The Korea Herald


Seoul to provide 10,000 portable safety alarms in December

By Son Ji-hyoung

Published : Dec. 5, 2023 - 15:41

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This photo, taken on Nov. 7 in Seoul City Hall, shows Seoul Mayor Oh Se-hoon holding two portable devices that are supposed to protect women from gender-based crimes. (Yonhap) This photo, taken on Nov. 7 in Seoul City Hall, shows Seoul Mayor Oh Se-hoon holding two portable devices that are supposed to protect women from gender-based crimes. (Yonhap)

The Seoul Metropolitan Government announced Tuesday that it has teamed up with the Seoul Metropolitan Police Agency to provide portable personal safety devices to some 10,000 potential victims of gender-based violence.

The set of devices was unveiled by Seoul Mayor Oh Se-hoon and Kim Kwang-ho, chief of the Seoul Metropolitan Police Agency, at a ceremony held on Tuesday at Seoul Square. Police arrived less than four minutes after Oh activated the alerting device, according to Oh's office.

The device, one of the two handheld devices that comprise the "Jikime" set, is designed to alert the police automatically along with up to five people designated by the user. The automatic alert would be sent to the police 20 seconds after the potential victim activates the device by separating the device. Users may either choose to set off a 70-decibel siren, or to put it on silent mode.

The other one is used as a handheld siren intended to draw attention from people around the user, emitting a 120-decibel alarm once the user pulls the pin out of the device, according to the Seoul Metropolitan Government.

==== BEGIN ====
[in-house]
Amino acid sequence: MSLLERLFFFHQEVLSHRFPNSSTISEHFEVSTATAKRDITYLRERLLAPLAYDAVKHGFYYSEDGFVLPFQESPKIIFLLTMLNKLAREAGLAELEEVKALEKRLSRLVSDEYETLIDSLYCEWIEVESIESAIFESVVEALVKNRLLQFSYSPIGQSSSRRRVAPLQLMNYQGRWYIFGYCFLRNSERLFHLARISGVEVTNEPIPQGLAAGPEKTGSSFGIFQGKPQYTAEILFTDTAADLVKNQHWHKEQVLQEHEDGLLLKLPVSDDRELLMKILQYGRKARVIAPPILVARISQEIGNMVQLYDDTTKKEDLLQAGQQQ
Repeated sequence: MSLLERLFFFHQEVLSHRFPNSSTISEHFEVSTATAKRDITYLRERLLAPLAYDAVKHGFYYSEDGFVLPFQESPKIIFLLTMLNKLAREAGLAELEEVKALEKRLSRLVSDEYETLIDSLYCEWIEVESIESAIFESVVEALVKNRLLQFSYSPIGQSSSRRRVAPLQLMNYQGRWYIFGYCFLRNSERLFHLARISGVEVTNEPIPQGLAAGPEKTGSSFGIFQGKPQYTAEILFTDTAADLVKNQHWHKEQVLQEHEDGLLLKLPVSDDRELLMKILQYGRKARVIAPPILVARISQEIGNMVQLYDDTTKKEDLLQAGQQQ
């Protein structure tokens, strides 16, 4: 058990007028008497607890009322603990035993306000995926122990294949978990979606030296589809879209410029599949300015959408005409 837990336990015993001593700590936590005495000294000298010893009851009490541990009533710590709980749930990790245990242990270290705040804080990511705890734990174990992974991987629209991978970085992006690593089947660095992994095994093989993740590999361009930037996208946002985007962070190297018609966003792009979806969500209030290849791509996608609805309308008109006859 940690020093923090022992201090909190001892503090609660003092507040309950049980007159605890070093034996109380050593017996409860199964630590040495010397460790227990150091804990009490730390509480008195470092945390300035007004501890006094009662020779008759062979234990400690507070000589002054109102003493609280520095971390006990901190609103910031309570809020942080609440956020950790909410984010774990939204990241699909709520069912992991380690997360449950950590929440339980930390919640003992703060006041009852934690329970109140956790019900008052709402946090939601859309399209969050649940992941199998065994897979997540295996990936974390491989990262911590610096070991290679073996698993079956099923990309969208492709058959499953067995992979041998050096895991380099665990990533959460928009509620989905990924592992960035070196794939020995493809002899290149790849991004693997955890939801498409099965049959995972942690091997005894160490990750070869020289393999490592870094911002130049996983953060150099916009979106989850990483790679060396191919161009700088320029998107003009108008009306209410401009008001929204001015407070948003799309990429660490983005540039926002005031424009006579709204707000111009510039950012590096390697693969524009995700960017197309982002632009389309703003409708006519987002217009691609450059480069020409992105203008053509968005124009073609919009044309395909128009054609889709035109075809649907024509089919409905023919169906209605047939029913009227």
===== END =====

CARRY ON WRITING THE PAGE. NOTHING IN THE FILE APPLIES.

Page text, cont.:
The number of sets to be supplied will total 10,000 by the end of this year, a Seoul city official told The Korea Herald.

These devices will be available in 31 police stations and precincts combined across the capital beginning in late December.

Those looking to get these self-protection devices may apply by reporting a gender-based crime through a hotline, or visiting the nearest police station or precinct. Then, the police will determine whether those applying for the Jikime set are eligible, although the Seoul Metropolitan Government did not disclose the eligibility criteria.

The official added that further measures in 2024 to produce Jikime sets and supply them to potential gender-based violence victims are underway.

This announcement comes as gender-based crimes such as sexual assault, domestic violence, stalking and dating violence have been on the rise nationwide here.

In particular, the number of those arrested for dating violence reached 12,828 in 2022, up over 30 percent compared with 2019, according to the police data compiled by Rep. Chung Woo-taik of the ruling People Power Party in September.

Another data set compiled by Chung indicated that those arrested for stalking crime allegations amounted to 9,895 in 2022, and the same set of data showed 7,406 people were arrested from January to August. A standalone set of laws to address stalking offences was passed in October 2021.

Most recently, a rape-murder case by a 30-year-old man in August on a hiking trail in southern Seoul stoked public fears, raising the need for public protection. A case of 32-year-old Jeon Joo-hwan, who murdered an ex-coworker in Seoul's Sindang subway station in revenge for her refusal to drop stalking charges against him, also garnered the media spotlight. Jeon was handed down a life sentence at the Supreme Court in October.

This has raised calls for a local autonomous government to tackle the rise of violence targeted at women. Other than Jikime devices, Seoul has rolled out plans to install 5,515 surveillance cameras in 1,640 locations considered blind spots across the capital city, especially in parks and hiking trails to allow the city to monitor violent crimes in real time.